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View Diary: What's Happenin'? Ham & Egg Justice Week 12.9.12 (32 comments)

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  •  Who needs Peter Peterson when you have got (10+ / 0-)

    Peter Orszag in your own party?

    On Social Security, as I have previously argued, the Democrats, while they still control the White House and the Senate, should want to lock in the victory they have already won over the idea of keeping private accounts out of Social Security. Plus, as Peter Diamond and I have laid out, it’s possible to restore the program’s long-term solvency while also making it fairer -- including by having it reflect the growing gap in life expectancy by income and education. Finally, and perhaps most important, Social Security reform can be phased in gradually, thereby minimizing the damage to the labor market from too much austerity too soon.

    Difficult Reform
    I’m not pretending that Social Security reform is easy. It must, though, be compared with the alternatives. Progressive Social Security reform not only would be affirmatively desirable but also could partially displace other, more troubling proposals -- which would take effect too quickly, and thereby raise the unemployment rate, or be problematic on their own terms. It would be difficult, for instance, to make further cuts in discretionary spending, as it is already scheduled to reach unreasonably low levels as a share of the economy.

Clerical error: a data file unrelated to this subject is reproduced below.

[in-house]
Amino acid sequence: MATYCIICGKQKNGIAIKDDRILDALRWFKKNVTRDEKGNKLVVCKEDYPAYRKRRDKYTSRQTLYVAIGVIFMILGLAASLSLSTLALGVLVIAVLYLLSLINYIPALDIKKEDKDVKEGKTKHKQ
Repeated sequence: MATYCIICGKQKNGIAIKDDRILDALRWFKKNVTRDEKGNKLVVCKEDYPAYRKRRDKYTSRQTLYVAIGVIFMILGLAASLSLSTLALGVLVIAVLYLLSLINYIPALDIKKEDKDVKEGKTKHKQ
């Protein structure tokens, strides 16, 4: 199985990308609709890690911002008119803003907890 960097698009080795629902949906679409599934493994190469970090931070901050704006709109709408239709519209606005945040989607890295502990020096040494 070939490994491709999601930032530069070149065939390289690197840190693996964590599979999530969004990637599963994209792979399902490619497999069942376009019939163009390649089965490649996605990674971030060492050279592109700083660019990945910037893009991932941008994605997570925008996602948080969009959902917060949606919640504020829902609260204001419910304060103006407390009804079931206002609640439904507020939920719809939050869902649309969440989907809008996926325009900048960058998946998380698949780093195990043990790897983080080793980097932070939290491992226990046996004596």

The administration claims that it is committed to reforming Social Security -- just not right now. But why would reform be easier in, say, 2014, when nothing is forcing action, than it is today? (And if the problem is that Republicans are reluctant to vote for additional revenue as part of Social Security reform, how exactly does that change over the next year or two?)

    http://www.bloomberg.com/...

    First you reinforce the idea that SS needs reform, then you keep using the word to cover what you really mean: CUTS.

    I remembered his name from Ron Suskind's book  "Confidence Men." He was around from the beginning of this administration.

    Peter Orszag is vice chairman of corporate and investment banking at Citigroup Inc. and a former director of the Office of Management and Budget in the Obama administration.

    ❧To thine ownself be true

    by Agathena on Sun Dec 09, 2012 at 07:24:42 AM PST

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